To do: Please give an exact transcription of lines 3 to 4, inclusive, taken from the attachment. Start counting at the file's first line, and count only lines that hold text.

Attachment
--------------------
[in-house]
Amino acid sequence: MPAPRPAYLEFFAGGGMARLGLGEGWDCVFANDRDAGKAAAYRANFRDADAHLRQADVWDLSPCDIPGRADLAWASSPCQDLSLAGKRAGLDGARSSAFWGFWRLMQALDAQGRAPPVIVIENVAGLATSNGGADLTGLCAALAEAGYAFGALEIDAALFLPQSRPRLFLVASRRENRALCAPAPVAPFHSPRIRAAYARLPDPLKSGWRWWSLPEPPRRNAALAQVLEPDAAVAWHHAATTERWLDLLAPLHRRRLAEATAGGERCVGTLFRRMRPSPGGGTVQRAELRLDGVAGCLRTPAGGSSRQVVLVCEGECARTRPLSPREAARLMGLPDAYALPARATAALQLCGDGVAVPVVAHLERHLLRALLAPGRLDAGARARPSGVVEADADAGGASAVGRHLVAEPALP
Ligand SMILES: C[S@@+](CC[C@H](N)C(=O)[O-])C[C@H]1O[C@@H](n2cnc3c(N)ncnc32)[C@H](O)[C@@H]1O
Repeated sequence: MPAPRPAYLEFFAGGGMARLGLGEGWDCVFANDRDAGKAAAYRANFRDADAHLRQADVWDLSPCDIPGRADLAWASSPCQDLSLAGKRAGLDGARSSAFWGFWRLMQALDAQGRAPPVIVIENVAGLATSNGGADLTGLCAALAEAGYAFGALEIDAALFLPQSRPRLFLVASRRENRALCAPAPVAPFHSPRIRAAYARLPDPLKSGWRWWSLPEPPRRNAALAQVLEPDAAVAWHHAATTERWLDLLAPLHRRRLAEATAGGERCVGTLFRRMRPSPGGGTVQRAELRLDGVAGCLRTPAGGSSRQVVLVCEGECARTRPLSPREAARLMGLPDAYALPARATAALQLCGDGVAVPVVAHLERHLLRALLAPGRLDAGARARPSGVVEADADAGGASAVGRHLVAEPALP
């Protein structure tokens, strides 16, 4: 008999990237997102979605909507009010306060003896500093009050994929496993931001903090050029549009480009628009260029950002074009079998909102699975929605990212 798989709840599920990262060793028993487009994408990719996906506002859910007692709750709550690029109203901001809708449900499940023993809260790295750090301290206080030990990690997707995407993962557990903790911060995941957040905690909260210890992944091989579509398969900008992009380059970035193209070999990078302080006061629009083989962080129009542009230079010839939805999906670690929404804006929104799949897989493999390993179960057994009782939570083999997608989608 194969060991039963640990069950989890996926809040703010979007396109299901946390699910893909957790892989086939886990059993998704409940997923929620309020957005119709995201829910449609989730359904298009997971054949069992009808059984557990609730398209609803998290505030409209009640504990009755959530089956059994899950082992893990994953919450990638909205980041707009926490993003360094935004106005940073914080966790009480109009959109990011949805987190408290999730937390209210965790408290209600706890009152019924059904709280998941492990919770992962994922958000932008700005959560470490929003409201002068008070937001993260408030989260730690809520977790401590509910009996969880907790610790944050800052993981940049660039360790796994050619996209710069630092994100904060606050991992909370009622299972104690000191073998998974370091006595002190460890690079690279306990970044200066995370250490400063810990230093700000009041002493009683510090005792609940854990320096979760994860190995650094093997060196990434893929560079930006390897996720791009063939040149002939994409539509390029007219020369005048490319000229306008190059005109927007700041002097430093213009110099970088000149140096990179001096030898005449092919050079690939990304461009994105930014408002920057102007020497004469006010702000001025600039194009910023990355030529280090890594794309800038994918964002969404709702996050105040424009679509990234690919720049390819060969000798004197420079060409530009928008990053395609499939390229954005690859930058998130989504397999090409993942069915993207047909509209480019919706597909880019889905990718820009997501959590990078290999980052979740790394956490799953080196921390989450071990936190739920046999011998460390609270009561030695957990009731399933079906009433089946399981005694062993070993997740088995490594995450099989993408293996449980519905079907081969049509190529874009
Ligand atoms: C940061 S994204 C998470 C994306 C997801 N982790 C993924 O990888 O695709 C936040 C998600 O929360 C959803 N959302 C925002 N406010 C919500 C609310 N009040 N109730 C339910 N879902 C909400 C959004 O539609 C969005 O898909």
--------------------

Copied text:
Ligand SMILES: C[S@@+](CC[C@H](N)C(=O)[O-])C[C@H]1O[C@@H](n2cnc3c(N)ncnc32)[C@H](O)[C@@H]1O
Repeated sequence: MPAPRPAYLEFFAGGGMARLGLGEGWDCVFANDRDAGKAAAYRANFRDADAHLRQADVWDLSPCDIPGRADLAWASSPCQDLSLAGKRAGLDGARSSAFWGFWRLMQALDAQGRAPPVIVIENVAGLATSNGGADLTGLCAALAEAGYAFGALEIDAALFLPQSRPRLFLVASRRENRALCAPAPVAPFHSPRIRAAYARLPDPLKSGWRWWSLPEPPRRNAALAQVLEPDAAVAWHHAATTERWLDLLAPLHRRRLAEATAGGERCVGTLFRRMRPSPGGGTVQRAELRLDGVAGCLRTPAGGSSRQVVLVCEGECARTRPLSPREAARLMGLPDAYALPARATAALQLCGDGVAVPVVAHLERHLLRALLAPGRLDAGARARPSGVVEADADAGGASAVGRHLVAEPALP